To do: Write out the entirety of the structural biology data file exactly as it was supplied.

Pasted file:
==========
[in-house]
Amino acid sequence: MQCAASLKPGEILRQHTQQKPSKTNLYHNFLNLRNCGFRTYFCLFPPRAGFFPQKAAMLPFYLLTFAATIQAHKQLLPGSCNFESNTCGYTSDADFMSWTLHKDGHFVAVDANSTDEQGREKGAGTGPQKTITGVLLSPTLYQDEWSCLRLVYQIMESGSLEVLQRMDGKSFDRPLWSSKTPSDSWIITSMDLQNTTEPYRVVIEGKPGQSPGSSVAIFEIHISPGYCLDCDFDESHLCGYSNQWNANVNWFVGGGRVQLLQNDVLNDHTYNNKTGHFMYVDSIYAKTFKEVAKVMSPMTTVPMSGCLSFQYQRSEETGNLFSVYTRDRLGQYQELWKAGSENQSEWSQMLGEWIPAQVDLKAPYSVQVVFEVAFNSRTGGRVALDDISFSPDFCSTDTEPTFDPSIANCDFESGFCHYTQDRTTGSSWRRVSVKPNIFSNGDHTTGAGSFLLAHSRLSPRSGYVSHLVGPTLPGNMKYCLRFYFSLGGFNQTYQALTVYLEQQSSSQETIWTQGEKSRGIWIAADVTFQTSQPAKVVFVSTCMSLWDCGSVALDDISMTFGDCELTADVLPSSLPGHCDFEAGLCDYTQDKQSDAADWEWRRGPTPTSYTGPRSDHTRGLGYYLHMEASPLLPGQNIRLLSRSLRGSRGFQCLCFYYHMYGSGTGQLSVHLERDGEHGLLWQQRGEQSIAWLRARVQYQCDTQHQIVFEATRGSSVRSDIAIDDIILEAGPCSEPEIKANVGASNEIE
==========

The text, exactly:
[in-house]
Amino acid sequence: MQCAASLKPGEILRQHTQQKPSKTNLYHNFLNLRNCGFRTYFCLFPPRAGFFPQKAAMLPFYLLTFAATIQAHKQLLPGSCNFESNTCGYTSDADFMSWTLHKDGHFVAVDANSTDEQGREKGAGTGPQKTITGVLLSPTLYQDEWSCLRLVYQIMESGSLEVLQRMDGKSFDRPLWSSKTPSDSWIITSMDLQNTTEPYRVVIEGKPGQSPGSSVAIFEIHISPGYCLDCDFDESHLCGYSNQWNANVNWFVGGGRVQLLQNDVLNDHTYNNKTGHFMYVDSIYAKTFKEVAKVMSPMTTVPMSGCLSFQYQRSEETGNLFSVYTRDRLGQYQELWKAGSENQSEWSQMLGEWIPAQVDLKAPYSVQVVFEVAFNSRTGGRVALDDISFSPDFCSTDTEPTFDPSIANCDFESGFCHYTQDRTTGSSWRRVSVKPNIFSNGDHTTGAGSFLLAHSRLSPRSGYVSHLVGPTLPGNMKYCLRFYFSLGGFNQTYQALTVYLEQQSSSQETIWTQGEKSRGIWIAADVTFQTSQPAKVVFVSTCMSLWDCGSVALDDISMTFGDCELTADVLPSSLPGHCDFEAGLCDYTQDKQSDAADWEWRRGPTPTSYTGPRSDHTRGLGYYLHMEASPLLPGQNIRLLSRSLRGSRGFQCLCFYYHMYGSGTGQLSVHLERDGEHGLLWQQRGEQSIAWLRARVQYQCDTQHQIVFEATRGSSVRSDIAIDDIILEAGPCSEPEIKANVGASNEIE